Prior law required UConn's Marine Sciences Division to, at least once every 10 years and within available resources, update the sea level change scenarios published in the National Oceanic and Atmospheric Administration's (NOAA) Technical Report OAR CPO-1 (see BACKGROUND). Under the act, the division must instead publish a sea level change scenario for Connecticut that is based upon the report's scenarios and other available scientific data that is necessary for creating a scenario that applies to the state's coast.

Under the act, both the division and DEEP, instead of only the division, must conduct at least one public hearing on the new scenario. The act requires the DEEP commissioner, within 60 days after the last public hearing, to post on DEEP's website (1) the sea level change scenario for the state and (2) a notice that the updated scenario supersedes previous ones.

Applying New Scenarios

Planning documents. Existing law requires considering sea level change when preparing various planning documents. And under the act, beginning October 1, 2019, the most recent sea level change scenario, rather than NOAA's OAR CPO-1, must be considered when developing or incorporated into:

1. municipal evacuation or hazard mitigation plans,

2. the state's civil preparedness plan and program,

3. municipal plans of conservation and development, and

4. revisions to the state's plan of conservation and development.

Revisions to the state's plan of conservation and development must address the risks and impacts associated with coastal flooding, in addition to coastal erosion, as required under existing law.

Coastal Management Act (CMA). The act incorporates the most recent sea level change scenario into the state's CMA, which provides guidance for and helps regulate activity along the state's coastline (CGS 22a-90 et seq.). The CMA designates the state's coastal area and the “coastal boundary” within the area and subjects property within the coastal boundary to its regulatory, development, and planning requirements. By law, one of the CMA's general goals and policies is to consider in the planning process the potential impact of sea level rise on coastal development in order to minimize damage.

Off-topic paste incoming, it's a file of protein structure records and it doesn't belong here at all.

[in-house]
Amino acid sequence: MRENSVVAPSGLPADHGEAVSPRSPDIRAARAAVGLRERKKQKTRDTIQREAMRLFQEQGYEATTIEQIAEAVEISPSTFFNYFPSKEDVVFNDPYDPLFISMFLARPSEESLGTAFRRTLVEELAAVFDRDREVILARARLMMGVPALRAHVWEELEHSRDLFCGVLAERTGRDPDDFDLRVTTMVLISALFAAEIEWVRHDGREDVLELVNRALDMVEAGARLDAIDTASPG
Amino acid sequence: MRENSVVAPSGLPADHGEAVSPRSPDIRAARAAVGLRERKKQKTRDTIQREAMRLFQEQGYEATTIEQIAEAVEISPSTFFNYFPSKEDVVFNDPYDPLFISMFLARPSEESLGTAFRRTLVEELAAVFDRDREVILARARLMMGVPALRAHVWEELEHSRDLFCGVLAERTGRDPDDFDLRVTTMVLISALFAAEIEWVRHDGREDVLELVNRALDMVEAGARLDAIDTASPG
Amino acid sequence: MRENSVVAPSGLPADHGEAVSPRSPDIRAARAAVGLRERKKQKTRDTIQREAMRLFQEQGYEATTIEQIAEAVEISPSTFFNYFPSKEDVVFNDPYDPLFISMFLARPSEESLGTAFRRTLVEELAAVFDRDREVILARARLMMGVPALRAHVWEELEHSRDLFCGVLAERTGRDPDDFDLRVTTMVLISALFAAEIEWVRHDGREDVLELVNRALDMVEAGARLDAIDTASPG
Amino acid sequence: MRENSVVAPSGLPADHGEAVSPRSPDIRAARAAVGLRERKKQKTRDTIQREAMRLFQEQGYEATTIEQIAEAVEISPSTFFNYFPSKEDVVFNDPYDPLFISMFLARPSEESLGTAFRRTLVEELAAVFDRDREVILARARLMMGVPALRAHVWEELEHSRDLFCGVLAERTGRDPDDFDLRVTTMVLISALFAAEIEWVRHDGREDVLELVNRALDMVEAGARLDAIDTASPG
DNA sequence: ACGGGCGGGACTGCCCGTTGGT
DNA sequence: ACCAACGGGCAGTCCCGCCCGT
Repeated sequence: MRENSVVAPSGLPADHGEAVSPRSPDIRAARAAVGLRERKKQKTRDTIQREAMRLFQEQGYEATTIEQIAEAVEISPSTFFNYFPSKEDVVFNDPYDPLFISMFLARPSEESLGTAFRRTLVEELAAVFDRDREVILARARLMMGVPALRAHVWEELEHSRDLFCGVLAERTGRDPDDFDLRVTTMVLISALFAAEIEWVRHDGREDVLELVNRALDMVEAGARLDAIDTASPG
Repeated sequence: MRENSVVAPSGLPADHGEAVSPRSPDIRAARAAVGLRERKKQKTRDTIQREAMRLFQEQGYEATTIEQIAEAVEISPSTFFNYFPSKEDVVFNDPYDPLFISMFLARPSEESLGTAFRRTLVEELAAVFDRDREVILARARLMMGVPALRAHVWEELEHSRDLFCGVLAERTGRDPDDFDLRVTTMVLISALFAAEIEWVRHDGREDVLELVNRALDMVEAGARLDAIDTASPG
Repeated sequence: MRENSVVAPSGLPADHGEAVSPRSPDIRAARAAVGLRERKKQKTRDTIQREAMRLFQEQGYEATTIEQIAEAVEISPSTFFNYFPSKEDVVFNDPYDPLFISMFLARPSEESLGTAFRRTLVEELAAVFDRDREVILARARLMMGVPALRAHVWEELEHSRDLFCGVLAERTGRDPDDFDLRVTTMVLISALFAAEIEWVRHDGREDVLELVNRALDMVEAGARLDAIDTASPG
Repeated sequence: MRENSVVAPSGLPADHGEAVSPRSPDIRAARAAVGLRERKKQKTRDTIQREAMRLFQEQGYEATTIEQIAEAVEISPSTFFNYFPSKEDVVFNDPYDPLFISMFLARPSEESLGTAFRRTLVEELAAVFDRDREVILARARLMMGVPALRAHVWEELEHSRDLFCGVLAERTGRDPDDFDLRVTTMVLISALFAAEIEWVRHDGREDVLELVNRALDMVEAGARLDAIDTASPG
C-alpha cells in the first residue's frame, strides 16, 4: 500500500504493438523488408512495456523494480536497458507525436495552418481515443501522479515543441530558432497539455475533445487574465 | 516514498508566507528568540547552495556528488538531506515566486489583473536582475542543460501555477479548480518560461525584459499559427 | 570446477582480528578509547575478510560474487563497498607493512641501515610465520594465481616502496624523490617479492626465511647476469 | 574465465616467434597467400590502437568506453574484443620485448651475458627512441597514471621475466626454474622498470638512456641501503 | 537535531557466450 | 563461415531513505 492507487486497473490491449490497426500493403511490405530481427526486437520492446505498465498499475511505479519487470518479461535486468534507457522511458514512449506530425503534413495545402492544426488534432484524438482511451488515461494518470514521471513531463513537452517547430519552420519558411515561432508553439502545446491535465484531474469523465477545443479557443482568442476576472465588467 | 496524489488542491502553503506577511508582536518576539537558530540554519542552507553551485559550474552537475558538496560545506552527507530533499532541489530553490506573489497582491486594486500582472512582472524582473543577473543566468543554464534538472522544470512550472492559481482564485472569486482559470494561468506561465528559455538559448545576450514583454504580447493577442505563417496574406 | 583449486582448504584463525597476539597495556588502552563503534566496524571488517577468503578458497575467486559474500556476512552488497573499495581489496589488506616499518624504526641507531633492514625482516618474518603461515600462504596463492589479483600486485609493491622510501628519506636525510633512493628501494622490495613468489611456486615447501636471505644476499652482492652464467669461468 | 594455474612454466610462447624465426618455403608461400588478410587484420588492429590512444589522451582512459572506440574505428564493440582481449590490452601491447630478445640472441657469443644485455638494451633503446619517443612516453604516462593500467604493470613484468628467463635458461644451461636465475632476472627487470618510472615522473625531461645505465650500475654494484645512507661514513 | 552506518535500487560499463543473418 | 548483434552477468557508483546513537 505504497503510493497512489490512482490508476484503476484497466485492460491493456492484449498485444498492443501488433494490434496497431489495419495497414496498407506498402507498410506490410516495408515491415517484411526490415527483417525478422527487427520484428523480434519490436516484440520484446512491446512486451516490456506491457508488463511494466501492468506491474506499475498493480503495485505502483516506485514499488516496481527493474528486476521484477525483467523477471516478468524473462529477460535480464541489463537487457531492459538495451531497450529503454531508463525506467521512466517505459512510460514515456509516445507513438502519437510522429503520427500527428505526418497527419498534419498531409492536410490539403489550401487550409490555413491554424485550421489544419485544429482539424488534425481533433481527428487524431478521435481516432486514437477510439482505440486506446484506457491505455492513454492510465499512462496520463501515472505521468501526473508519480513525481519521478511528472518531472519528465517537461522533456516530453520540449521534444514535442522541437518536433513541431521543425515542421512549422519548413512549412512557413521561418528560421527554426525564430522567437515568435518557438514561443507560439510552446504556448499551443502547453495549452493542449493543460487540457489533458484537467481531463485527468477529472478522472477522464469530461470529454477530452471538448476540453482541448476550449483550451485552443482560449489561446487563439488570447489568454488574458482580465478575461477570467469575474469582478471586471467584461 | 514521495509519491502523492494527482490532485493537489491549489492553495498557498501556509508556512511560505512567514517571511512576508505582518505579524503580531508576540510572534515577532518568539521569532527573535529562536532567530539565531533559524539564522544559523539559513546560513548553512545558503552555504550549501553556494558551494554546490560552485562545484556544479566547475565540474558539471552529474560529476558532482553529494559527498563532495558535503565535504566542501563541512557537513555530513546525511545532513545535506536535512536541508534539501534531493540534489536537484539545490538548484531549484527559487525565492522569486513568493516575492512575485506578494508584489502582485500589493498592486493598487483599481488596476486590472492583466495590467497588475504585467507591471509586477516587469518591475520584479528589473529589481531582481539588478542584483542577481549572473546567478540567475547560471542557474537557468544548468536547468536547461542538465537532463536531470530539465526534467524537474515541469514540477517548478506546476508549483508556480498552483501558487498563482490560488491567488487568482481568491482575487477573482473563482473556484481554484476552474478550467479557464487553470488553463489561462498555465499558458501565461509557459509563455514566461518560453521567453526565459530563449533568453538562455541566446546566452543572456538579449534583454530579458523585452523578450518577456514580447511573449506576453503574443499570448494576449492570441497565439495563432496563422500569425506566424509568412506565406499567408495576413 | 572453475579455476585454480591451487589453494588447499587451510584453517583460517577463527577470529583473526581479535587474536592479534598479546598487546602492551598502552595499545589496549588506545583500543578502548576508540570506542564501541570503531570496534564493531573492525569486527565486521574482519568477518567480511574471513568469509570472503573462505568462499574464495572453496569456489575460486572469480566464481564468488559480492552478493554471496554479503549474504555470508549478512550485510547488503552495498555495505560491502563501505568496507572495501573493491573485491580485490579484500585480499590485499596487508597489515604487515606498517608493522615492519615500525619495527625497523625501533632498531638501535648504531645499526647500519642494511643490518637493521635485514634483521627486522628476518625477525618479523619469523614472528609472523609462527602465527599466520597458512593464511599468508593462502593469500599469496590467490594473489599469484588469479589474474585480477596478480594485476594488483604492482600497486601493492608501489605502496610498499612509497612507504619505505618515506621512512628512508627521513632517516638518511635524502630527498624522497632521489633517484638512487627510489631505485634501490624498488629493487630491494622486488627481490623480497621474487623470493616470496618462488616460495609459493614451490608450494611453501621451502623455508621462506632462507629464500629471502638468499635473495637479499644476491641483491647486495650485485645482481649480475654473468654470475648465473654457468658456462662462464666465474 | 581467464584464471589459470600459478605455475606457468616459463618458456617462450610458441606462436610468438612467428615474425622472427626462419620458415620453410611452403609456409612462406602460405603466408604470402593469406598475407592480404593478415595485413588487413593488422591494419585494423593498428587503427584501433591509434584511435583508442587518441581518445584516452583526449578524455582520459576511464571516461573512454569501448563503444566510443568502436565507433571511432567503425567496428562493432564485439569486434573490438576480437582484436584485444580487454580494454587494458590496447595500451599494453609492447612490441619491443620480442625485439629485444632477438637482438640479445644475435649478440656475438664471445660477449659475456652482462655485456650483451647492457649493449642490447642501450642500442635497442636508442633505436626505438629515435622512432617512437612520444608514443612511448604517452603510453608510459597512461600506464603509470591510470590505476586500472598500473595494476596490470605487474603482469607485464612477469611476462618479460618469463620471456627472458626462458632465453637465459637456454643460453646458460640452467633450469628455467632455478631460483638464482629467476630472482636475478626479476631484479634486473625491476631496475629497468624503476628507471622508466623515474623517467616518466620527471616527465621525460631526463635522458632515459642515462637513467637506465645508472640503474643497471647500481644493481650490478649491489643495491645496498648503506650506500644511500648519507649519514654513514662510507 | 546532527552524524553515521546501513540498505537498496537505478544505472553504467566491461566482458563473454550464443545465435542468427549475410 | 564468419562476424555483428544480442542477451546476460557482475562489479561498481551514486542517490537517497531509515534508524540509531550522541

The act replaces the CMA's definition of “sea level rise” with the most recent sea level change scenario from the division. Prior law specified that sea level rise is the arithmetic mean of the most recent equivalent per decade surface level rise of the state's tidal and coastal waters, as documented by NOAA for its Bridgeport and New London tide gauges.

Flood-proofing. Under the state's flood management laws, “flood-proofing” is making changes that reduce or eliminate flood damage to real property, water and sanitary facilities, and to structures and their contents. For property located in the state's coastal boundary to be considered “flood-proofed,” the act requires it to include at least two additional feet of freeboard above base flood level and any additional freeboard necessary to account for the most recent sea level change scenario. (Freeboard is a safety factor, expressed in feet above a calculated flood level, to compensate for unknown factors that contribute to flood heights greater than calculated (e.g., ice jams, debris, wave action).)

The DEEP commissioner has the authority, under the flood management laws, to (1) determine how many and where state-owned structures and state uses may be in the floodplain and (2) identify how to make them less susceptible to flooding, including by flood-proofing. In addition, any state agency proposing an activity within or affecting a floodplain must submit information to the commissioner about the use of flood-proofing techniques (CGS 25-68c and 25-68d).

BACKGROUND

NOAA Technical Report OAR CPO-1

The 2012 NOAA Technical Report OAR CPO-1, titled “Global Sea Level Rise Scenarios for the United States National Climate Assessment,” provides sea level rise scenarios for analyzing vulnerability, impacts, and adaptation strategies. It identifies four global mean sea level rise scenarios and specifies that they should be used with local and regional information on climatic, physical, ecological, and biological processes and the coastal communities' culture and economy.